It was hard not to gush when writing about the Honourable Steven Point and his visit to the Sunshine Coast last Saturday, Sept. 28, to deliver the Elder College address.
First off, there’s absolutely nothing officious about the former lieutenant governor. Point is about as down to earth as they come. Physically he resembles the comedian Bill Cosby — he has the same grace to his movements, kind of a soft-shoe shuffle way of walking and the same mischievous grin. Like Cosby, our former queen’s representative also has a unique sense of humour.
Point has a way of making people feel at ease. He also has an innate curiosity about the world around him and in particular First Nations people. No surprise there — Point was one of the first Aboriginal judges appointed in Canada, and he has also served as chief of the Skowkale Nation and tribal chair for the Sto:lo Nation. Under the affable exterior there’s a very warm heart and a sharp intellect.
Early in his days at Government House, the staff knew they’d met a different kind of dignitary when Thomas the butler had to beg Point to ask his wife Gwen to stop making the beds at the mansion. That wasn’t the only unusual occurrence at the staid residence. While there, the former chief carved a canoe and erected a totem in the garden. He also wrote a song for the people of B.C. and didn’t hesitate for a moment to belt it out the day he left office.
Point is no stranger to the challenges many First Nations folks face in our country. His own family has felt the sorrow of suicide; a son-in-law took his own life not long ago. Point calls the depression these young people feel a “loss of soul.” It’s an all too common malady among young Natives.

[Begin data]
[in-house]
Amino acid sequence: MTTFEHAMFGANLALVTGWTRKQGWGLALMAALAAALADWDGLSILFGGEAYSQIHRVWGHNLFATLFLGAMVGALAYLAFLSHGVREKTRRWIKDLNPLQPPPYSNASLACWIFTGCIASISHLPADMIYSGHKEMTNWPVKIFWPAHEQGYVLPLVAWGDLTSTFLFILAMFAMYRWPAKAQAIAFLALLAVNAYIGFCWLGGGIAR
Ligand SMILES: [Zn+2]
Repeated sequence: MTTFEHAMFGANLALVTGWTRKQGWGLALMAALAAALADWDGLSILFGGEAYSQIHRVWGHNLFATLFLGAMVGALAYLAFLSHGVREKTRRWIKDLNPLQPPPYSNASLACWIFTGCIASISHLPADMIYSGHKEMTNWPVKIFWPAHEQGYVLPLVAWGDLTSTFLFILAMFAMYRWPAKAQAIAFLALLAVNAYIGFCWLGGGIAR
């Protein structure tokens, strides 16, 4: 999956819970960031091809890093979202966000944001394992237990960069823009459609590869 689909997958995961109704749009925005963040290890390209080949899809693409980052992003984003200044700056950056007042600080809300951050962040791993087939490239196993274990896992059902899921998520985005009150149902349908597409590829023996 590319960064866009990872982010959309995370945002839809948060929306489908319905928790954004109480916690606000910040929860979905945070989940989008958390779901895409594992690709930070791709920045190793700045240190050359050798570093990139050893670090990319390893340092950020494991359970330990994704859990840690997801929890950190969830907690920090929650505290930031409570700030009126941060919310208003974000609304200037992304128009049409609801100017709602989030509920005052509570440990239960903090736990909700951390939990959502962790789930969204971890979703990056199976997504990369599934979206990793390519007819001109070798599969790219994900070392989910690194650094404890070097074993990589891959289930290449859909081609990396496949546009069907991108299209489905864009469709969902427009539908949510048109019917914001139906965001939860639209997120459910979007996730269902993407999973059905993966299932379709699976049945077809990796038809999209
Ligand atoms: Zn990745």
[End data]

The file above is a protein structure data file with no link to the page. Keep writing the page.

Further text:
As with many great people, Point has demonstrated the ability to reach beyond his own personal circle to bring hope and help to other people. His literacy legacy speaks volumes about the measure of the man.
It was a happy day for many reservations in our province when Point met his aide-de-camp Bob Blacker, then district governor of Rotary District 5040, which includes most of the province. Point wanted to bring literacy to the far-flung corners of the province and Rotary, through its network of connections, made partnering with Government House to realize that dream a natural fit. As happens with many great ideas, this one has morphed beyond what either man could have imagined.
The Britco Company has been hugely generous, donating 10 trailers left over from the 2010 Olympics. Now kids have new books (many for the first time in their lives) and they also have libraries and community halls to meet in. Kids no longer have to leave to go to high school; they can use donated computers and be home schooled. For families still living with the after effects of the residential schools, that’s a huge deal.
The biggest accomplishment in all this is perhaps simply the knowledge many British Columbians now have of the conditions on reserves. We pride ourselves in this country of having and being the best of all the world’s peoples. We could take a dose of humility from our past lieutenant governor — what I take away from Steven Point is not who you are but what you can do. He shines a light of optimism wherever he goes. He personifies everything good about Canada.